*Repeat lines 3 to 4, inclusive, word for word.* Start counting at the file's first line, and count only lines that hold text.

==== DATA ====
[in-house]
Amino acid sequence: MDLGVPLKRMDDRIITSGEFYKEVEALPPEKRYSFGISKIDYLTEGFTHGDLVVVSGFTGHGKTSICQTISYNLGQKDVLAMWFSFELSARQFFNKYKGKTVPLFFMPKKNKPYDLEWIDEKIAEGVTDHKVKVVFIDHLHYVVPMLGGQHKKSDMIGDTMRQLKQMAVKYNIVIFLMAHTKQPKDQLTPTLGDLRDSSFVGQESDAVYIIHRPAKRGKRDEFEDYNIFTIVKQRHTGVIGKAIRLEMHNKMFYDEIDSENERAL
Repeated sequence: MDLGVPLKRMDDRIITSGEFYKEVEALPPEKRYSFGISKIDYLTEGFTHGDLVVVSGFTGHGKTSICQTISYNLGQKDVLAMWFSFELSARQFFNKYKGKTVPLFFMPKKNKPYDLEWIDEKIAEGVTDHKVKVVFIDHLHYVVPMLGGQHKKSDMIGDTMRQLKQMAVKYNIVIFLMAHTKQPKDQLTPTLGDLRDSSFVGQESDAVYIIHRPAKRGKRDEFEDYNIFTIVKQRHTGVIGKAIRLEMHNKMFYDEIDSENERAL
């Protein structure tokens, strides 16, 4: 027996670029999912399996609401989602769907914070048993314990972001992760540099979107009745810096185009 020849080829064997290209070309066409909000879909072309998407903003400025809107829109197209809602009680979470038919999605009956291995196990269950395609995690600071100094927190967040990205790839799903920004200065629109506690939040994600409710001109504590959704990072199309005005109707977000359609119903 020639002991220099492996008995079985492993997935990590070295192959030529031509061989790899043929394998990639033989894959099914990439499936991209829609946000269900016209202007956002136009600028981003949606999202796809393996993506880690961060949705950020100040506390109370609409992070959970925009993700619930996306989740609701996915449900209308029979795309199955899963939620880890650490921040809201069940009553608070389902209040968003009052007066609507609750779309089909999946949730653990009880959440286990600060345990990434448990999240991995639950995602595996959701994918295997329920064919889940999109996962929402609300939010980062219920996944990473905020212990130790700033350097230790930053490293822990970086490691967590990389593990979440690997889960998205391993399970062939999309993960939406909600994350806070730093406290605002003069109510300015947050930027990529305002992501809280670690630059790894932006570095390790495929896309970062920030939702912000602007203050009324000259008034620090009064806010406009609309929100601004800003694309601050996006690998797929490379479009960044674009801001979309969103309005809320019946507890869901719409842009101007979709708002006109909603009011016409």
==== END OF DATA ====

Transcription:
Repeated sequence: MDLGVPLKRMDDRIITSGEFYKEVEALPPEKRYSFGISKIDYLTEGFTHGDLVVVSGFTGHGKTSICQTISYNLGQKDVLAMWFSFELSARQFFNKYKGKTVPLFFMPKKNKPYDLEWIDEKIAEGVTDHKVKVVFIDHLHYVVPMLGGQHKKSDMIGDTMRQLKQMAVKYNIVIFLMAHTKQPKDQLTPTLGDLRDSSFVGQESDAVYIIHRPAKRGKRDEFEDYNIFTIVKQRHTGVIGKAIRLEMHNKMFYDEIDSENERAL
């Protein structure tokens, strides 16, 4: 027996670029999912399996609401989602769907914070048993314990972001992760540099979107009745810096185009 020849080829064997290209070309066409909000879909072309998407903003400025809107829109197209809602009680979470038919999605009956291995196990269950395609995690600071100094927190967040990205790839799903920004200065629109506690939040994600409710001109504590959704990072199309005005109707977000359609119903 020639002991220099492996008995079985492993997935990590070295192959030529031509061989790899043929394998990639033989894959099914990439499936991209829609946000269900016209202007956002136009600028981003949606999202796809393996993506880690961060949705950020100040506390109370609409992070959970925009993700619930996306989740609701996915449900209308029979795309199955899963939620880890650490921040809201069940009553608070389902209040968003009052007066609507609750779309089909999946949730653990009880959440286990600060345990990434448990999240991995639950995602595996959701994918295997329920064919889940999109996962929402609300939010980062219920996944990473905020212990130790700033350097230790930053490293822990970086490691967590990389593990979440690997889960998205391993399970062939999309993960939406909600994350806070730093406290605002003069109510300015947050930027990529305002992501809280670690630059790894932006570095390790495929896309970062920030939702912000602007203050009324000259008034620090009064806010406009609309929100601004800003694309601050996006690998797929490379479009960044674009801001979309969103309005809320019946507890869901719409842009101007979709708002006109909603009011016409």